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One of the final steps in the AAC building process is choosing one of many finishes. Stucco for exterior is highly recommended for not only look but cost and longevity of the AAC. Pictured above is a sample panel made entirely of AAC. As you can see, the border has been stuccoed in a fashion to look like wood beams. Being stucco it will not shrink, rot, or have need for costly maintenance as a normal wood finish would need. 

Here is a picture of a fireplace rough-in constructed of AAC. There is a significant cost reduction in considering the use of AAC for fireplace construction when comparing the price for standard CMU rough-in (concrete, rebar, etc.).

Electrical lines are easily installed by using a plunge router to run lines to desired areas of the structure. After the lines are placed, the wiring is patched, textured, and than painted leaving only switches and outlets exposed. Having such a high melting point reduces chance for electrical fires, making AAC extremely beneficial in lowering homeowners insurance and insures piece of mind for building owners.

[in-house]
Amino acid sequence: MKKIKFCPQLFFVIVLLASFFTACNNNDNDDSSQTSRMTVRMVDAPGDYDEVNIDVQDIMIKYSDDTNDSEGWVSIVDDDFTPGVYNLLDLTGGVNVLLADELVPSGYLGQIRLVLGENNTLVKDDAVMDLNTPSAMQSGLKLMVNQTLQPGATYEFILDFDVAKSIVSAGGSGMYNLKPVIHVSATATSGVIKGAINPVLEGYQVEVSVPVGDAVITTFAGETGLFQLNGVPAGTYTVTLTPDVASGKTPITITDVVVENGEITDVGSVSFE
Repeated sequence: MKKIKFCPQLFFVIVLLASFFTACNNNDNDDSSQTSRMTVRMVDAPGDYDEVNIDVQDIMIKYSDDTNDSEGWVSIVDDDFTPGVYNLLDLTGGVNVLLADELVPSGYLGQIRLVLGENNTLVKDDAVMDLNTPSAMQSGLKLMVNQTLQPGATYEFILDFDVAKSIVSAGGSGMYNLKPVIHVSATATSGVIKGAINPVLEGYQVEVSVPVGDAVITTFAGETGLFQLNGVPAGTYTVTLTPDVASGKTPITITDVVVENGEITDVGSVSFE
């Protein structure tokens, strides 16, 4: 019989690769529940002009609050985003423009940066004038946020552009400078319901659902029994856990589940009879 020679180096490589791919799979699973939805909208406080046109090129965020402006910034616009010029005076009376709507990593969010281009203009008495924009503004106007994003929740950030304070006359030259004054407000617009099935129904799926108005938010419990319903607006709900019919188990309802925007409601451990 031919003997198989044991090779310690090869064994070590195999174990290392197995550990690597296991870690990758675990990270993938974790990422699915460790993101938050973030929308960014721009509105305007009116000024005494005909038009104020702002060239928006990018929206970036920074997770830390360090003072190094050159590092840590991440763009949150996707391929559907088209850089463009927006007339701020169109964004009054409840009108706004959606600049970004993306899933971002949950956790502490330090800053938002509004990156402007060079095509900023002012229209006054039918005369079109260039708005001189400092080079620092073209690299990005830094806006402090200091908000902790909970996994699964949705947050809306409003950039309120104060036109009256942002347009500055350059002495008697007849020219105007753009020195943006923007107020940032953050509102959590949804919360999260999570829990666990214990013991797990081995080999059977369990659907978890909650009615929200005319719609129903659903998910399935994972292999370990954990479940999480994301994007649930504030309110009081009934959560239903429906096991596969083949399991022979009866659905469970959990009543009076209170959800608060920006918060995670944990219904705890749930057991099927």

The Building


The last course of the building is a continuous

bond beam course. A Simpson LTA2 is placed as an attachment point for engineered roof trusses. This makes installation of the roof system an effective and simple process.

Here is a picture of second floor ledgers to be grouted into a bond beam course for the second floor joists. Here is also an example of three typical window openings. The window bucks are very easily placed by simply putting a deck screw through the 2x.

This is a 12" bond beam door header with ledger bolts for porch awning attachment. 

Pictured here is an 8" bond beam door header.

Here are two pictures of typical vertical reinforcement core holes. These are drilled for openings and in any interior or exterior corner of a building/structure. Rebar is then placed and the holes are filled with grout.

Pictured above is the base course (one block tall) with one wall at inspection height of 4'